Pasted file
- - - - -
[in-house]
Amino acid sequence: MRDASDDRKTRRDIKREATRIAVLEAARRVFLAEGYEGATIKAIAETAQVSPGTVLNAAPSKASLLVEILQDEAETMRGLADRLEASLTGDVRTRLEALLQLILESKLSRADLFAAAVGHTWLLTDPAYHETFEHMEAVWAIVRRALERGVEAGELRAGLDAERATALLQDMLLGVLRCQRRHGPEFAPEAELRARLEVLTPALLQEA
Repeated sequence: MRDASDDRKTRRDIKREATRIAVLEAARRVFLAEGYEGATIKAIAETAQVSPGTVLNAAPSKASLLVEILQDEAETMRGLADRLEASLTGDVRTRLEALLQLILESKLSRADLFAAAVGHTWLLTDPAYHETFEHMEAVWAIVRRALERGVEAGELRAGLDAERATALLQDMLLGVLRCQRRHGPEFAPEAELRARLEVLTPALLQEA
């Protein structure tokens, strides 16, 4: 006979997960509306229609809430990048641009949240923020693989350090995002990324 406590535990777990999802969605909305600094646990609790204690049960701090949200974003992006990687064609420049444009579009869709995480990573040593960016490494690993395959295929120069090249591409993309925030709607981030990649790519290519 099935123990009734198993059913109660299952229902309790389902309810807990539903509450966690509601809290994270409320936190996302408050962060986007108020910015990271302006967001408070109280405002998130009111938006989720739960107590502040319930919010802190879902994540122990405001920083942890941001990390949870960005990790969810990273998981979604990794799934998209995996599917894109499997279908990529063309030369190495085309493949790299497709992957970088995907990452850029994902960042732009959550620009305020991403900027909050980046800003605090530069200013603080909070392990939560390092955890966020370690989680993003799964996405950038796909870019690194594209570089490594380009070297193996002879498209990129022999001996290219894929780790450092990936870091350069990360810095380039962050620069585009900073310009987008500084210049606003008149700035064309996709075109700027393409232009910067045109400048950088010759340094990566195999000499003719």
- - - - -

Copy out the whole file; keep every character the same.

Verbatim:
[in-house]
Amino acid sequence: MRDASDDRKTRRDIKREATRIAVLEAARRVFLAEGYEGATIKAIAETAQVSPGTVLNAAPSKASLLVEILQDEAETMRGLADRLEASLTGDVRTRLEALLQLILESKLSRADLFAAAVGHTWLLTDPAYHETFEHMEAVWAIVRRALERGVEAGELRAGLDAERATALLQDMLLGVLRCQRRHGPEFAPEAELRARLEVLTPALLQEA
Repeated sequence: MRDASDDRKTRRDIKREATRIAVLEAARRVFLAEGYEGATIKAIAETAQVSPGTVLNAAPSKASLLVEILQDEAETMRGLADRLEASLTGDVRTRLEALLQLILESKLSRADLFAAAVGHTWLLTDPAYHETFEHMEAVWAIVRRALERGVEAGELRAGLDAERATALLQDMLLGVLRCQRRHGPEFAPEAELRARLEVLTPALLQEA
């Protein structure tokens, strides 16, 4: 006979997960509306229609809430990048641009949240923020693989350090995002990324 406590535990777990999802969605909305600094646990609790204690049960701090949200974003992006990687064609420049444009579009869709995480990573040593960016490494690993395959295929120069090249591409993309925030709607981030990649790519290519 099935123990009734198993059913109660299952229902309790389902309810807990539903509450966690509601809290994270409320936190996302408050962060986007108020910015990271302006967001408070109280405002998130009111938006989720739960107590502040319930919010802190879902994540122990405001920083942890941001990390949870960005990790969810990273998981979604990794799934998209995996599917894109499997279908990529063309030369190495085309493949790299497709992957970088995907990452850029994902960042732009959550620009305020991403900027909050980046800003605090530069200013603080909070392990939560390092955890966020370690989680993003799964996405950038796909870019690194594209570089490594380009070297193996002879498209990129022999001996290219894929780790450092990936870091350069990360810095380039962050620069585009900073310009987008500084210049606003008149700035064309996709075109700027393409232009910067045109400048950088010759340094990566195999000499003719």